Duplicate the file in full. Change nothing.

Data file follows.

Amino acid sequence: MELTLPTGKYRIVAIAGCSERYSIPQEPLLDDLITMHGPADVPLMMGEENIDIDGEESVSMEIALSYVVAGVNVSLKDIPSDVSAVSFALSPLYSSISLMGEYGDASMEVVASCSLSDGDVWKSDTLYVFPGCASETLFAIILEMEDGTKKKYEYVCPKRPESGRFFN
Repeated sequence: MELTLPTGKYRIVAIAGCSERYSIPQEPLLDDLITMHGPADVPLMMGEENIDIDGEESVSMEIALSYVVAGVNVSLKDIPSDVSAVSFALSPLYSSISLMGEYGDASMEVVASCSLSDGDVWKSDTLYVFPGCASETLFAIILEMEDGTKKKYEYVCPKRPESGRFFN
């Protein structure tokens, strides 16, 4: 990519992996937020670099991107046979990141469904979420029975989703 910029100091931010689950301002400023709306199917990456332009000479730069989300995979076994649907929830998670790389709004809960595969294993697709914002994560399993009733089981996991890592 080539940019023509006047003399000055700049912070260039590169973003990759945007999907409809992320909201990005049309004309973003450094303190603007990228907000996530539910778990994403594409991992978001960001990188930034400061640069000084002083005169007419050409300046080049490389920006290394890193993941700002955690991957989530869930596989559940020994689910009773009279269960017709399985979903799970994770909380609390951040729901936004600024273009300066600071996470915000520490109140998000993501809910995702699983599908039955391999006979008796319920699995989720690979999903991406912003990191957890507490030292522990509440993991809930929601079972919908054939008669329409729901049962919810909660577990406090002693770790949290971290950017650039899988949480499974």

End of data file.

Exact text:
Amino acid sequence: MELTLPTGKYRIVAIAGCSERYSIPQEPLLDDLITMHGPADVPLMMGEENIDIDGEESVSMEIALSYVVAGVNVSLKDIPSDVSAVSFALSPLYSSISLMGEYGDASMEVVASCSLSDGDVWKSDTLYVFPGCASETLFAIILEMEDGTKKKYEYVCPKRPESGRFFN
Repeated sequence: MELTLPTGKYRIVAIAGCSERYSIPQEPLLDDLITMHGPADVPLMMGEENIDIDGEESVSMEIALSYVVAGVNVSLKDIPSDVSAVSFALSPLYSSISLMGEYGDASMEVVASCSLSDGDVWKSDTLYVFPGCASETLFAIILEMEDGTKKKYEYVCPKRPESGRFFN
């Protein structure tokens, strides 16, 4: 990519992996937020670099991107046979990141469904979420029975989703 910029100091931010689950301002400023709306199917990456332009000479730069989300995979076994649907929830998670790389709004809960595969294993697709914002994560399993009733089981996991890592 080539940019023509006047003399000055700049912070260039590169973003990759945007999907409809992320909201990005049309004309973003450094303190603007990228907000996530539910778990994403594409991992978001960001990188930034400061640069000084002083005169007419050409300046080049490389920006290394890193993941700002955690991957989530869930596989559940020994689910009773009279269960017709399985979903799970994770909380609390951040729901936004600024273009300066600071996470915000520490109140998000993501809910995702699983599908039955391999006979008796319920699995989720690979999903991406912003990191957890507490030292522990509440993991809930929601079972919908054939008669329409729901049962919810909660577990406090002693770790949290971290950017650039899988949480499974």